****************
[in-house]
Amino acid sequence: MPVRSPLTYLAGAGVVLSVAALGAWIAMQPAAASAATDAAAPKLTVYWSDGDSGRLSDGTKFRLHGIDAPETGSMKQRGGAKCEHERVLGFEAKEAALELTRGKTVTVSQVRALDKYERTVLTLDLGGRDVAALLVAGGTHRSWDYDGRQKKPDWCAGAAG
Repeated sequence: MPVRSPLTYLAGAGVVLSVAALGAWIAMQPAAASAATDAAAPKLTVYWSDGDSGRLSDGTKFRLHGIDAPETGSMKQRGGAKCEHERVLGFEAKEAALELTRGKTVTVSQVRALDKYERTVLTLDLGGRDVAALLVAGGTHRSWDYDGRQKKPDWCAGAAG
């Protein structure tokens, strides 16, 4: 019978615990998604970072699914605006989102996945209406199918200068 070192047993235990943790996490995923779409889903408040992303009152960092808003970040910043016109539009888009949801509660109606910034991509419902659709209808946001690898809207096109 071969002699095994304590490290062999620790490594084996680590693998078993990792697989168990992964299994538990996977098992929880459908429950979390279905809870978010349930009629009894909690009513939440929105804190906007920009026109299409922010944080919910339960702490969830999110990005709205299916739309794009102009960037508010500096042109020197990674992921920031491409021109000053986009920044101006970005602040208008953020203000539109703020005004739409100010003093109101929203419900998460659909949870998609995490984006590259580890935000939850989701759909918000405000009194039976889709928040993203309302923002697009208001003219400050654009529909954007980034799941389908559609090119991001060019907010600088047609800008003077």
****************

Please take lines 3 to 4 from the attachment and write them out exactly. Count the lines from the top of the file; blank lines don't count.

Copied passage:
Repeated sequence: MPVRSPLTYLAGAGVVLSVAALGAWIAMQPAAASAATDAAAPKLTVYWSDGDSGRLSDGTKFRLHGIDAPETGSMKQRGGAKCEHERVLGFEAKEAALELTRGKTVTVSQVRALDKYERTVLTLDLGGRDVAALLVAGGTHRSWDYDGRQKKPDWCAGAAG
């Protein structure tokens, strides 16, 4: 019978615990998604970072699914605006989102996945209406199918200068 070192047993235990943790996490995923779409889903408040992303009152960092808003970040910043016109539009888009949801509660109606910034991509419902659709209808946001690898809207096109 071969002699095994304590490290062999620790490594084996680590693998078993990792697989168990992964299994538990996977098992929880459908429950979390279905809870978010349930009629009894909690009513939440929105804190906007920009026109299409922010944080919910339960702490969830999110990005709205299916739309794009102009960037508010500096042109020197990674992921920031491409021109000053986009920044101006970005602040208008953020203000539109703020005004739409100010003093109101929203419900998460659909949870998609995490984006590259580890935000939850989701759909918000405000009194039976889709928040993203309302923002697009208001003219400050654009529909954007980034799941389908559609090119991001060019907010600088047609800008003077």